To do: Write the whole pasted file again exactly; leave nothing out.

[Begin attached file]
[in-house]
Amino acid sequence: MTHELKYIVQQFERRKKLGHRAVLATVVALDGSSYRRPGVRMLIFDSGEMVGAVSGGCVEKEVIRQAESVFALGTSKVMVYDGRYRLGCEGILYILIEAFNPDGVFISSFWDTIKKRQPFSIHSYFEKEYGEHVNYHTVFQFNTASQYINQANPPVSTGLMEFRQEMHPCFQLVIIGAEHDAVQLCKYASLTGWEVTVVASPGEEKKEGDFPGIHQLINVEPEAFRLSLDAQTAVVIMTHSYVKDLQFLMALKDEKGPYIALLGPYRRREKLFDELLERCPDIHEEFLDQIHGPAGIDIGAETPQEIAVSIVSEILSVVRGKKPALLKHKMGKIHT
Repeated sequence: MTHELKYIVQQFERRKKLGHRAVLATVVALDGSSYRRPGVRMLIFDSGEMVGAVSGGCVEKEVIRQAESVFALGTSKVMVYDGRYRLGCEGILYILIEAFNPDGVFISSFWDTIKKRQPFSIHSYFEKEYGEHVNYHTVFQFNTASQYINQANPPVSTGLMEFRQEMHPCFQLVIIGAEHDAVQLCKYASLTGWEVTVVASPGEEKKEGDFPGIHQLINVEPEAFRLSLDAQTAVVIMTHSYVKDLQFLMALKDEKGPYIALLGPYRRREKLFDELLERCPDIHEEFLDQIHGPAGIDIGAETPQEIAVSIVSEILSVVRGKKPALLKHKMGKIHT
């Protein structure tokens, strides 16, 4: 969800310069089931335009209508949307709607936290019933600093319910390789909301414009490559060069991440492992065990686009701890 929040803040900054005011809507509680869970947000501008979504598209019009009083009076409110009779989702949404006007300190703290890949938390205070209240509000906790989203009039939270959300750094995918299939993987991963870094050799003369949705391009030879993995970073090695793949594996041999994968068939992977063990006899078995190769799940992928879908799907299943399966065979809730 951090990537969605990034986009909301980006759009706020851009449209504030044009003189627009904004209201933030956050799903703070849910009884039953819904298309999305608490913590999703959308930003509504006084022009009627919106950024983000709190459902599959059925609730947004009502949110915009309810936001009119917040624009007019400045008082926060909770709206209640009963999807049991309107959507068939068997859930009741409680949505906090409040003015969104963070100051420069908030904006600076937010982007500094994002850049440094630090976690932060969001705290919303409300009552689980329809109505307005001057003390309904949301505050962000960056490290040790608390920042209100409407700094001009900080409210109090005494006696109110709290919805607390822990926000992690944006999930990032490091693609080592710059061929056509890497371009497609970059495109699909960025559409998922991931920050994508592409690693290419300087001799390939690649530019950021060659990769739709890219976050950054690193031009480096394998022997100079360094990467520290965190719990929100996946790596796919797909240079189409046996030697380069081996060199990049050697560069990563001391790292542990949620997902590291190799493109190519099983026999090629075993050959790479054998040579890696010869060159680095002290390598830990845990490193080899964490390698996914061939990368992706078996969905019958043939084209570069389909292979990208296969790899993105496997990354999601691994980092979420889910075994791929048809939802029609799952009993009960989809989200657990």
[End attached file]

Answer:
[in-house]
Amino acid sequence: MTHELKYIVQQFERRKKLGHRAVLATVVALDGSSYRRPGVRMLIFDSGEMVGAVSGGCVEKEVIRQAESVFALGTSKVMVYDGRYRLGCEGILYILIEAFNPDGVFISSFWDTIKKRQPFSIHSYFEKEYGEHVNYHTVFQFNTASQYINQANPPVSTGLMEFRQEMHPCFQLVIIGAEHDAVQLCKYASLTGWEVTVVASPGEEKKEGDFPGIHQLINVEPEAFRLSLDAQTAVVIMTHSYVKDLQFLMALKDEKGPYIALLGPYRRREKLFDELLERCPDIHEEFLDQIHGPAGIDIGAETPQEIAVSIVSEILSVVRGKKPALLKHKMGKIHT
Repeated sequence: MTHELKYIVQQFERRKKLGHRAVLATVVALDGSSYRRPGVRMLIFDSGEMVGAVSGGCVEKEVIRQAESVFALGTSKVMVYDGRYRLGCEGILYILIEAFNPDGVFISSFWDTIKKRQPFSIHSYFEKEYGEHVNYHTVFQFNTASQYINQANPPVSTGLMEFRQEMHPCFQLVIIGAEHDAVQLCKYASLTGWEVTVVASPGEEKKEGDFPGIHQLINVEPEAFRLSLDAQTAVVIMTHSYVKDLQFLMALKDEKGPYIALLGPYRRREKLFDELLERCPDIHEEFLDQIHGPAGIDIGAETPQEIAVSIVSEILSVVRGKKPALLKHKMGKIHT
């Protein structure tokens, strides 16, 4: 969800310069089931335009209508949307709607936290019933600093319910390789909301414009490559060069991440492992065990686009701890 929040803040900054005011809507509680869970947000501008979504598209019009009083009076409110009779989702949404006007300190703290890949938390205070209240509000906790989203009039939270959300750094995918299939993987991963870094050799003369949705391009030879993995970073090695793949594996041999994968068939992977063990006899078995190769799940992928879908799907299943399966065979809730 951090990537969605990034986009909301980006759009706020851009449209504030044009003189627009904004209201933030956050799903703070849910009884039953819904298309999305608490913590999703959308930003509504006084022009009627919106950024983000709190459902599959059925609730947004009502949110915009309810936001009119917040624009007019400045008082926060909770709206209640009963999807049991309107959507068939068997859930009741409680949505906090409040003015969104963070100051420069908030904006600076937010982007500094994002850049440094630090976690932060969001705290919303409300009552689980329809109505307005001057003390309904949301505050962000960056490290040790608390920042209100409407700094001009900080409210109090005494006696109110709290919805607390822990926000992690944006999930990032490091693609080592710059061929056509890497371009497609970059495109699909960025559409998922991931920050994508592409690693290419300087001799390939690649530019950021060659990769739709890219976050950054690193031009480096394998022997100079360094990467520290965190719990929100996946790596796919797909240079189409046996030697380069081996060199990049050697560069990563001391790292542990949620997902590291190799493109190519099983026999090629075993050959790479054998040579890696010869060159680095002290390598830990845990490193080899964490390698996914061939990368992706078996969905019958043939084209570069389909292979990208296969790899993105496997990354999601691994980092979420889910075994791929048809939802029609799952009993009960989809989200657990």